Archive for February 2015

BHT Heritage – Graham’s Story

Case StudyI was suffering from Major Depressive Disorder with acute anxiety and was facing a number of serious housing issues.

A support worker at BHT London Road suggested I attend a free tour of the Brighton Pavilion just to get me “out and about” and to help me feel less alienated. They put me in touch with the Heritage Officer at First Base. I was unsure about meeting a group of complete strangers as I often feel anxiety in new situations and, of course, one of the difficulties with managing depression is a lack of motivation. I was encouraged to attend and was assured I could leave at any time if I felt uncomfortable – so I thought I may as well go along and see how it goes.

It had been a long time since I had been out of my flat for any reason other than absolute necessity and the tour of the Pavilion helped me to integrate with other people and I thoroughly enjoyed it. The Brighton Pavilion was somewhere I had never visited before despite being born in Brighton! The unique and gaudy decoration definitely inspired me to develop my own creative interests. With my self-confidence growing I attended some of the other tours and visits around Brighton organised by First Base and enjoyed those as well.

After a few group tours I was offered the chance to attend traditional heritage skills workshops, held within First Base. Again, I was unsure about going due to my anxiety and depression, but I was assured I could leave at any time if I felt anxious or uncomfortable. I agreed to try it out as the organised tours and visits had been enjoyable and I felt it may help my recovery from depression. I was warmly welcomed at First Base and thoroughly enjoyed the workshops. I learnt many new skills including how to use various paint and plaster techniques. My anxiety about being with strangers soon passed as I was made to feel very welcome without any pressure. I was particularly interested in the social history of how these crafts and skills were used and how the techniques had not changed for hundreds of years.

With the heritage skills workshops under my belt, my self-confidence and self-esteem was definitely improved and I was offered a place on a free woodwork course, organised through the Heritage project, in order to gain an NVQ Level 1 in woodwork. The course has been challenging but worthwhile and I have enjoyed learning new skills and meeting new people. I would definitely like to attend further educational courses in the future.

All of these activities definitely improved my self confidence and self-esteem and spurred my interest in creative activities. And I’ve now taken more of an interest in my personal health and wellbeing. I’ve started to learn to cook nutritious meals for myself and to take long restorative walks along the seafront and the South Downs. I’ve even stopped smoking! I feel my recovery from depression, or at least learning to live with and manage my depression, has been greatly helped by my involvement in the various activities organised by the Heritage project.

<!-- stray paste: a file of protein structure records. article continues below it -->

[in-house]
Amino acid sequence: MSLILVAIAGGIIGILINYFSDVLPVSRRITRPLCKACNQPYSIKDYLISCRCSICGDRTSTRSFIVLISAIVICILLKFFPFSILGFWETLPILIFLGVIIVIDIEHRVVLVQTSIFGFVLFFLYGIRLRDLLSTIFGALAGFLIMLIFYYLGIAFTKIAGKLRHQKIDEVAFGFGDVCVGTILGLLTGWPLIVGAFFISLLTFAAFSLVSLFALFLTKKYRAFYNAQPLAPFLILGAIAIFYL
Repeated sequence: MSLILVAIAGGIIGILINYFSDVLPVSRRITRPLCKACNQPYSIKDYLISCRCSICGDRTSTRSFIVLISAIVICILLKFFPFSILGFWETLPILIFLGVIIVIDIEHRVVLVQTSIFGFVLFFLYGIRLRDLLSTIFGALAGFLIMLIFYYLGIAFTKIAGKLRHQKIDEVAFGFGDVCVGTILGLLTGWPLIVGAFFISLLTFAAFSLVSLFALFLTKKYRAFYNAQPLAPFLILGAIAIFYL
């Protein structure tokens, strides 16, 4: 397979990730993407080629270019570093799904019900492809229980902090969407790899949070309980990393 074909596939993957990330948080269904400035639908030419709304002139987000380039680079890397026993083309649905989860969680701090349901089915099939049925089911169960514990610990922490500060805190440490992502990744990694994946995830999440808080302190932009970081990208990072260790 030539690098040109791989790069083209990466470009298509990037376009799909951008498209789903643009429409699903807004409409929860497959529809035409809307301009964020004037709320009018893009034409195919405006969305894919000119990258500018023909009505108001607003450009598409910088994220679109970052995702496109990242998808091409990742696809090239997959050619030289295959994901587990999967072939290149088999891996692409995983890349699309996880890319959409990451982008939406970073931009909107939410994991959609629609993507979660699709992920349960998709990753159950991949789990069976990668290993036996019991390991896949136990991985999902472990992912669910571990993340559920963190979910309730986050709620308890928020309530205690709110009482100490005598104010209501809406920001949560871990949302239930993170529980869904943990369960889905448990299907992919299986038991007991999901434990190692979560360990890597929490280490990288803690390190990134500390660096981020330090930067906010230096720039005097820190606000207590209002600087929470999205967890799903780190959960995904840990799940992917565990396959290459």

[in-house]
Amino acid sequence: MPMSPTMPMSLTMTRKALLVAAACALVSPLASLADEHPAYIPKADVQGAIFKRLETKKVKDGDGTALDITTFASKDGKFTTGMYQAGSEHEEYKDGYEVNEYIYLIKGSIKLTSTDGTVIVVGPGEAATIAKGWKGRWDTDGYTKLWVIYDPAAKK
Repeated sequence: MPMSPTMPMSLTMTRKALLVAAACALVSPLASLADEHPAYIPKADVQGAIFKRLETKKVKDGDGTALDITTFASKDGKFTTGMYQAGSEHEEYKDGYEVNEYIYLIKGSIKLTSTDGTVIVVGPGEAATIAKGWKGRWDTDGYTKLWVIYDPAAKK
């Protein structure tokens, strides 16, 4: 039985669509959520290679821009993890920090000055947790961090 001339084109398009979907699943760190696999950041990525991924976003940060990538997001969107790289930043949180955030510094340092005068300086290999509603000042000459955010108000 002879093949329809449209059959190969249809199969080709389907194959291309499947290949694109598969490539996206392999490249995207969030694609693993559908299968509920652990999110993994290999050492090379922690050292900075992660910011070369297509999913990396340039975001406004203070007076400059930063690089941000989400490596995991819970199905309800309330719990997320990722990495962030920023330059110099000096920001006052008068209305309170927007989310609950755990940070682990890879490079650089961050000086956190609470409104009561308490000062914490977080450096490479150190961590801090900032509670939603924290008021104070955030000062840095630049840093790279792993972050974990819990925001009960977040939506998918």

Since attending these free tours, visits and courses, I am now self-employed as a sole trader and use the various creative techniques I have learnt restoring and up-cycling furniture and curios. I feel I can stand on my own two feet now and it is a relief to be independent and not have to rely on benefits any more.

I would like to thank the Heritage project for all their fantastic support and encouragement.

Tour of The Old Ship Hotel

Smugglers TunnelOn Thursday January 29th clients of BHT visited The Old Ship Hotel to learn about how it’s fascinating history, which dates back to 1559, relates to that of The Castle Tavern Ballroom.

Our tour began in the cellars, from which smugglers tunnels would have connected the hotel to other areas of the city, including the Royal Pavilion. Recent exploration of the smugglers tunnels found over 70 passageways under the city which would have been accessed via the river running below ground to Pool Valley. Smuggling was rife in Brighton; in 1820 when the town was celebrating the coronation of George IV, smugglers stole 30 kegs of Gin from the stable yard of The Old Ship.

Passing through the original coach house, our guide then took us up the Grand Stairs to the Panganini Ballroom; renamed after the celebrated violinist performed in the ballroom in 1831. Completed in 1767, a year after The Castle Tavern’s ballroom, the Panganini Ballroom features a Royal Box and a floating balcony, from which Charles Dickens read for George IV, now King, in 1841.

At the peak of its trade the hotel would have employed around 800 members of staff – there was even someone whose sole job was to light cigarettes!

Panganini BallroomThe tour finished in the Regency Room, which was a private room that the King used for his own enjoyment and relaxation. Home comforts included extravagant chandeliers, originals of which can still be seen in the Regency Room today.

The Old Ship is a building of ‘firsts’ – the hotel was the first building to have electricity, installed in 1891, and had the first telephone number. The Bacon family, who owned the hotel from 1852 – 1979, were richer than the Crown.

The hotel played a role during WWII, accommodating officers from HMS Vernon. During this time valuables of the hotel and The Royal Pavilion were stored in the smugglers tunnels.

For more information about The Old Ship Hotel please visit: